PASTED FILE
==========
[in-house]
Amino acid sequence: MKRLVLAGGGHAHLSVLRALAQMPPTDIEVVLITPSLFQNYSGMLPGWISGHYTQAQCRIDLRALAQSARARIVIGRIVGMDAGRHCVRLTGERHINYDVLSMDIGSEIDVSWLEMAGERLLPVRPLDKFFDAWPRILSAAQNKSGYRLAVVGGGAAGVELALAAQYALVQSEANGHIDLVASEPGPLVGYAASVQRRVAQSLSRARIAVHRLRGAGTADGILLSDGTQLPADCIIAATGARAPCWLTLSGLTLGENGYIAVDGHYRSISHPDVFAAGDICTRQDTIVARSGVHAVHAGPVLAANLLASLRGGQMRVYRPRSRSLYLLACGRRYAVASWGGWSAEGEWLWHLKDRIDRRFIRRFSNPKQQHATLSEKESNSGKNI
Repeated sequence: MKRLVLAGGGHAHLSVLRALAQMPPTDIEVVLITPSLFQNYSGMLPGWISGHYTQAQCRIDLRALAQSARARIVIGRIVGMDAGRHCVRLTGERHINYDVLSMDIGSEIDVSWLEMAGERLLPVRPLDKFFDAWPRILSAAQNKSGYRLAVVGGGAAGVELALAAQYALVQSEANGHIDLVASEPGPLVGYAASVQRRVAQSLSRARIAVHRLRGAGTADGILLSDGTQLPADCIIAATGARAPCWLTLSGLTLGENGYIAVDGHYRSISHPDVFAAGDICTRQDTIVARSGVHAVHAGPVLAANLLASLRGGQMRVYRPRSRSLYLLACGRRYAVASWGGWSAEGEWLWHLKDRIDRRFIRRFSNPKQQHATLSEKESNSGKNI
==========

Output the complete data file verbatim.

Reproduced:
[in-house]
Amino acid sequence: MKRLVLAGGGHAHLSVLRALAQMPPTDIEVVLITPSLFQNYSGMLPGWISGHYTQAQCRIDLRALAQSARARIVIGRIVGMDAGRHCVRLTGERHINYDVLSMDIGSEIDVSWLEMAGERLLPVRPLDKFFDAWPRILSAAQNKSGYRLAVVGGGAAGVELALAAQYALVQSEANGHIDLVASEPGPLVGYAASVQRRVAQSLSRARIAVHRLRGAGTADGILLSDGTQLPADCIIAATGARAPCWLTLSGLTLGENGYIAVDGHYRSISHPDVFAAGDICTRQDTIVARSGVHAVHAGPVLAANLLASLRGGQMRVYRPRSRSLYLLACGRRYAVASWGGWSAEGEWLWHLKDRIDRRFIRRFSNPKQQHATLSEKESNSGKNI
Repeated sequence: MKRLVLAGGGHAHLSVLRALAQMPPTDIEVVLITPSLFQNYSGMLPGWISGHYTQAQCRIDLRALAQSARARIVIGRIVGMDAGRHCVRLTGERHINYDVLSMDIGSEIDVSWLEMAGERLLPVRPLDKFFDAWPRILSAAQNKSGYRLAVVGGGAAGVELALAAQYALVQSEANGHIDLVASEPGPLVGYAASVQRRVAQSLSRARIAVHRLRGAGTADGILLSDGTQLPADCIIAATGARAPCWLTLSGLTLGENGYIAVDGHYRSISHPDVFAAGDICTRQDTIVARSGVHAVHAGPVLAANLLASLRGGQMRVYRPRSRSLYLLACGRRYAVASWGGWSAEGEWLWHLKDRIDRRFIRRFSNPKQQHATLSEKESNSGKNI